WEST DES MOINES, Iowa — Republicans in this Midwestern battleground fiercely miss having Donald Trump in the White House, but, when asked if they want the former president to seek reelection a second time, in 2024, hesitation abounds.
“That’s a good question,” said Jose Laracuent, 59, who lives in suburban Des Moines. “He set the bar in many ways, and I think there’s other politicians who can build on what he’s already built.” Laracuent’s wife, Shelley, was more decisive. “I’d like to see another generation.” Both spoke with the Washington Examiner while attending the annual Lincoln Dinner fundraising gala for the Iowa Republican Party, headlined by potential 2024 contender Nikki Haley, a former United Nations ambassador.
Publicly, Trump is undecided on a third presidential bid, although he regularly alludes to another campaign. Privately, the former president is telling confidants he plans to run, and this month began hitting the road again for his signature rallies and pre-rally festivals. Trump remains extraordinarily popular with grassroots Republicans. Yet, there are signs even these loyal voters might want fresh leadership in 2024, with Florida Gov. Ron DeSantis topping Trump in a recent straw poll.
In Iowa, where Trump won big in the general election — twice, Republican activists are expressing a range of views on his political future. Some, like the Laracuents, would prefer the former president sit the next race out. Nearly eight months after Trump was defeated by President Joe Biden and slightly more than five months after he left office, many simply cannot make up their minds.
“I was very happy” with his presidency, Cheri Richards, 75, of Ottumwa, said. “He and I are exactly the same age, and so, I don’t know how that would play out.” Pressed on whether she wants him to run or would prefer he step aside to make way for new blood, Richards said: “I am unsure.” She believes Trump might stand down if he is confident his would-be successors are “genuine” conservative Republicans.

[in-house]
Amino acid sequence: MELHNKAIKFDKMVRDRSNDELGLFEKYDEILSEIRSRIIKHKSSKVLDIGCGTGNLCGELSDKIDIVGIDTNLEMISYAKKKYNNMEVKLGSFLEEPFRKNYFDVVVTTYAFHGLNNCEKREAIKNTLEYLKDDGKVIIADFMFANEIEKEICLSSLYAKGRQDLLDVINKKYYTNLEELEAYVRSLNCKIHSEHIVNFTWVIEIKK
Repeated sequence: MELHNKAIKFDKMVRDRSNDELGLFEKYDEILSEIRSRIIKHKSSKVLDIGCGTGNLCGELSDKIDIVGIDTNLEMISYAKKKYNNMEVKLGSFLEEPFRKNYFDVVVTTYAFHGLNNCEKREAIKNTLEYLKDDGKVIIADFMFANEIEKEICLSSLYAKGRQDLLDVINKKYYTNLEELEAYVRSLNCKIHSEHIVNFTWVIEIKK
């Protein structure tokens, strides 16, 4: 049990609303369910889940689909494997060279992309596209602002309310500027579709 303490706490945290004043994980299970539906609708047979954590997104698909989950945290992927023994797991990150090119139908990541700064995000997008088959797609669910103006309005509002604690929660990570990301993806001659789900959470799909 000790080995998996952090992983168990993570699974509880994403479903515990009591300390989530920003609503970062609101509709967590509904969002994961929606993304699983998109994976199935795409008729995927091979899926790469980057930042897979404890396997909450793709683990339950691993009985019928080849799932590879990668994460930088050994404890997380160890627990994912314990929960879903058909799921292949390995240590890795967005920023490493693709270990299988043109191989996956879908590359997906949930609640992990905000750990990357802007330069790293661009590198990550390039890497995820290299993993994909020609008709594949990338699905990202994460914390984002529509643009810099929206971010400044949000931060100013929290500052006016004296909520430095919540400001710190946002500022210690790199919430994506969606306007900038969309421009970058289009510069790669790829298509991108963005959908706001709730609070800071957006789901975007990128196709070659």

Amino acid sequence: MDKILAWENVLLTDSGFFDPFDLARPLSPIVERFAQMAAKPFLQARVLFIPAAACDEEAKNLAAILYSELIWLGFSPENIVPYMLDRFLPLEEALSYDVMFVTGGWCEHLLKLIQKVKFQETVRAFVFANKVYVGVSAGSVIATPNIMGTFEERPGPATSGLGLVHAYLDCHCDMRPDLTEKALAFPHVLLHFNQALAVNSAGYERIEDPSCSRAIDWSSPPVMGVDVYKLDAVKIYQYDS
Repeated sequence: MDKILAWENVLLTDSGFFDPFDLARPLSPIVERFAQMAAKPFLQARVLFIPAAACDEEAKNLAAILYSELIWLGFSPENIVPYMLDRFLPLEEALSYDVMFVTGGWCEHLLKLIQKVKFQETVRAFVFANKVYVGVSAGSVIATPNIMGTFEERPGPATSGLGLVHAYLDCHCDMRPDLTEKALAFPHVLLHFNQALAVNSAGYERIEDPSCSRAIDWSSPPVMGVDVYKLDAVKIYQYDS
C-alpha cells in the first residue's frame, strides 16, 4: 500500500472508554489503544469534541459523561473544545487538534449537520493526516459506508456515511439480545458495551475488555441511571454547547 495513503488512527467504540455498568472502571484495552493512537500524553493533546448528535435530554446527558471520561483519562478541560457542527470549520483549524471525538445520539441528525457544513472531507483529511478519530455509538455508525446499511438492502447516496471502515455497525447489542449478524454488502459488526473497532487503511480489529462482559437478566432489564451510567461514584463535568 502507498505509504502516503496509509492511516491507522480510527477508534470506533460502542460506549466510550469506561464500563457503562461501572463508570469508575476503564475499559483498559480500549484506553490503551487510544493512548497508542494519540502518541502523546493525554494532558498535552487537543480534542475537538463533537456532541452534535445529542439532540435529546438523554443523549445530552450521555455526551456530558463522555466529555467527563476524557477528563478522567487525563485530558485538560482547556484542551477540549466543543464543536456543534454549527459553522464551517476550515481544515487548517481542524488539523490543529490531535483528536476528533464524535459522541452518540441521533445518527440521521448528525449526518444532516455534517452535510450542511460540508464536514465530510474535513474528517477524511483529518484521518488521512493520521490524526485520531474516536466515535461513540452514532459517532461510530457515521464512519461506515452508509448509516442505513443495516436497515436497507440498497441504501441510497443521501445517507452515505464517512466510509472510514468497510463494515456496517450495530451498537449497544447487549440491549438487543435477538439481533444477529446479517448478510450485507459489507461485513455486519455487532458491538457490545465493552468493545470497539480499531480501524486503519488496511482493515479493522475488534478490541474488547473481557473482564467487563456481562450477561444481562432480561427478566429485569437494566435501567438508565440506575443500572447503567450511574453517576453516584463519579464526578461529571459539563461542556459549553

As elsewhere, Trump has retained the strong support of Republicans in Iowa despite losing reelection to Biden. Neither has refusing to concede nor the Jan. 6 insurrection at the United States Capitol diminished the goodwill GOP voters have for him, according to a Des Moines Register poll conducted in mid-June. That suggests there is a strong faction of Republicans that hopes Trump runs for president again.
Indeed, about a half dozen of his supporters were waving Trump flags that read “still our president” along the street leading into the West Des Moines venue where the Iowa GOP’s Lincoln Dinner was being held on Thursday. State Rep. Martin L. Graber, who represents a southeast Iowa district in the legislature and attended the event, said Trump flags and campaign signs still dot the landscape of his three-hour drive from Lee County to Des Moines.
“When I’m coming up, I’m still seeing a whole bunch of Trump 2020 flags. I’m seeing Trump ’24 flags,” Graber said. “So, are there people — grassroots Republicans — that want Trump to run? Yes. Will he or not? That’s his call; that’s his choice. His family has been put though a lot.”
“If he runs,” Graber added, “I think he’ll be tough to beat in Iowa.”
Meanwhile, that next generation of Republicans is preparing for life after Trump — just in case. Since Trump left office in January, Iowa is seeing a traffic jam of potential 2024 contenders. Even GOP insiders in Iowa are surprised at how much attention they are receiving at this early stage.
More than a half-dozen Republicans with 2024 aspirations have traveled to Iowa this year or are scheduling appearances. In addition to Haley, they include Sen. Tom Cotton of Arkansas, South Dakota Gov. Kristi Noem, former Vice President Mike Pence, former Secretary of State Mike Pompeo, Sen. Rick Scott of Florida, who is also the chairman of the National Republican Senatorial Committee, and Sen. Tim Scott of South Carolina.
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Original Author: David M. Drucker
Original Location: Republican voters not sure if they want Trump to run again
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